- The company must have had gross assets of $50 million or less at all times before and immediately after the equity was issued.
- The company must not be on the list of excluded business types, which is determined by the IRS.
See QSBS eligibility in action
All stakeholders are also automatically notified by Carta via email and in their dashboard as to whether their equity may have QSBS status. Shareholders will see a banner in their portfolio as well as one of two tags in their dashboard: either “QSBS eligible” or “QSBS.” Which tag they see depends on how long they’ve held their shares after exercising.
|Holders of certificates issued by a QSB who have not satisfied the five-year holding period||Holders of certificates issued by a QSB who have satisfied the five-year holding period|
Here’s how that looks on the Carta dashboard:
Tax Advisory customers will have the ability to schedule 1:1 sessions with Equity Tax Advisors to model tax scenarios and get help filing their taxes.
When you expand to view the stock certificate, a new “QSBS status” field will show you for how long you’ll need to hold onto your shares for you to benefit from the QSBS exclusion if you were to sell the stock.
To illustrate how this works, we’ll use an example company: Meetly. Casey is a longtime employee who has been issued three stock option grants: one from when they first joined the company back in 2012, one they received after a few years at the company in 2015, and one in 2019. Casey exercised their first two grants in 2015 and 2019 when their shares vested.
The QSBS exemption status for each of Casey’s stock grants depends on both Meetly’s gross assets at the time of issue and how long they’ve held shares of stock. Only the first set of shares qualifies as QSBS right now, but the second set may qualify in 2024.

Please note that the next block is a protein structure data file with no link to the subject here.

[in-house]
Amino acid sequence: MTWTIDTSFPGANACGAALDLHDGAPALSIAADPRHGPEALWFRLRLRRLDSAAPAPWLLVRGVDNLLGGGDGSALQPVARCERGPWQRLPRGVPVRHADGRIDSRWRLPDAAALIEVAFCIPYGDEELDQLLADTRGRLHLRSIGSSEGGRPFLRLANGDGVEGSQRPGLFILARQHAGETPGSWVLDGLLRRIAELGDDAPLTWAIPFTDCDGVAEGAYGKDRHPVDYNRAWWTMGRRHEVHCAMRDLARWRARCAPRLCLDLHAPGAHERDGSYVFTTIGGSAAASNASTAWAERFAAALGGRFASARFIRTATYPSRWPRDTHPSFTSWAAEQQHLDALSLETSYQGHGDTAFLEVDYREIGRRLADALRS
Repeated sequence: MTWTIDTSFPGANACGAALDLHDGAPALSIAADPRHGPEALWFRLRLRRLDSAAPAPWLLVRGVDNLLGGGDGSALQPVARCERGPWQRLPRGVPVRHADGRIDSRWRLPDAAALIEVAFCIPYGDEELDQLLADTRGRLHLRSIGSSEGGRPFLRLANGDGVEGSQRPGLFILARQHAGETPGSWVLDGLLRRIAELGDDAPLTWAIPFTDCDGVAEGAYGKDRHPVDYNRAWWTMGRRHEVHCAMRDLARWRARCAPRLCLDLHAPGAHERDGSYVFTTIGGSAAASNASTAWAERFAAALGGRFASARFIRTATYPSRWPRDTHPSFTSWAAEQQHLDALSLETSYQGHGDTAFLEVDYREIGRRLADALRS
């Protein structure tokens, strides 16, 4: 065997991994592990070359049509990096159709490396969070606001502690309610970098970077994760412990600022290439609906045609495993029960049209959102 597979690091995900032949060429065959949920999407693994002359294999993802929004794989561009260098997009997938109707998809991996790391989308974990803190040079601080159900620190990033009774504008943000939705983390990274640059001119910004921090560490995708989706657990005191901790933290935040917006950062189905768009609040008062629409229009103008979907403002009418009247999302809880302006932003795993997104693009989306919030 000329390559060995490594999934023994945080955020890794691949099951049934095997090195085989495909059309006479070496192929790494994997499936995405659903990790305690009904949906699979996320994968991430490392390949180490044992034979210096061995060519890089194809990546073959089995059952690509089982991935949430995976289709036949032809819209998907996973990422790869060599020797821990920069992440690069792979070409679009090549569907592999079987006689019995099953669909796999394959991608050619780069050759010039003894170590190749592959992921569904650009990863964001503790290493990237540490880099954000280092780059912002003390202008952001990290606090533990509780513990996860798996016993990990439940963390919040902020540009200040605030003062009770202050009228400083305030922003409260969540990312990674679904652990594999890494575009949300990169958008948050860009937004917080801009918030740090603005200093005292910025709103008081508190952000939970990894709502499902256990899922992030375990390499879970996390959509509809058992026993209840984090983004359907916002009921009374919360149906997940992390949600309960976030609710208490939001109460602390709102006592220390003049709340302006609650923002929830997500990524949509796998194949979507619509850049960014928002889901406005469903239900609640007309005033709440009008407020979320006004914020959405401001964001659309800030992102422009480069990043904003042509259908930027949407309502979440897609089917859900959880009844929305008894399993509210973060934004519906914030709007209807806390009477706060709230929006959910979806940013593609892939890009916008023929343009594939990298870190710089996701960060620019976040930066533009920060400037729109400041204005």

|Grant issue date||Shares vested date||Meetly’s gross assets (at time of exercise)||Status||Potential QSBS status|
|January 2012||January 2015||$30 million||Exercised in 2015||QSBS|
|January 2015||January 2019||$45 million||Exercised in 2019||QSBS eligible|
|January 2019||January 2022||$150 million||Not exercised||Not QSBS eligible|
Casey’s QSBS exemption status for each of their stock grants depends on both Meetly’s gross assets at the time of exercise and how long they’ve held the stock. Only the first equity grant may qualify as QSBS right now, but the second grant may qualify after five years.
When they are ready to file taxes, Casey should obtain a QSBS attestation from the company to confirm eligibility. They can also book a 1:1 session with a Carta Equity Tax Advisor to get help with the process.
How to take advantage of QSBS eligibility
QSBS-eligible stock owned for five or more years can provide a major tax advantage: no taxes for capital gains.* This extends to long-term capital gains taxes, which can be up to 20% depending on your income.
*The 100 percent exclusion only applies to stock acquired during certain periods in 2010 and thereafter. The exclusion for shareholders of stock issued between 1993 and 2010 will see a tax benefit of either 50% or 75%.